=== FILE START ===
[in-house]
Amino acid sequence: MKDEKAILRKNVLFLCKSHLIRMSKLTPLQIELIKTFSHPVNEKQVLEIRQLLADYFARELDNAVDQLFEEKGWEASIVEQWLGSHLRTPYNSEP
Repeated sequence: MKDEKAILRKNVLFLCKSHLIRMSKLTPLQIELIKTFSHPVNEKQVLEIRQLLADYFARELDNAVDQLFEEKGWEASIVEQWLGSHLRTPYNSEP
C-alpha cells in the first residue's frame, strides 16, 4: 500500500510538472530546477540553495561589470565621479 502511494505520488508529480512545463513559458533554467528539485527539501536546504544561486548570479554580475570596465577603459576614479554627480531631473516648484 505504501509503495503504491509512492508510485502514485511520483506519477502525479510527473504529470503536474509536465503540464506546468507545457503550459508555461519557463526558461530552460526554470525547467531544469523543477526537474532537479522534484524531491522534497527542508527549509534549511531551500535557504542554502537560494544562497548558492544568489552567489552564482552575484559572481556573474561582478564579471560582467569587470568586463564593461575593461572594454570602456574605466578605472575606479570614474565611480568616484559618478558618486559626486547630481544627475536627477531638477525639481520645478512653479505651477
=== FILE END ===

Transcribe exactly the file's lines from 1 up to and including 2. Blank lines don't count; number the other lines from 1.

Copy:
[in-house]
Amino acid sequence: MKDEKAILRKNVLFLCKSHLIRMSKLTPLQIELIKTFSHPVNEKQVLEIRQLLADYFARELDNAVDQLFEEKGWEASIVEQWLGSHLRTPYNSEP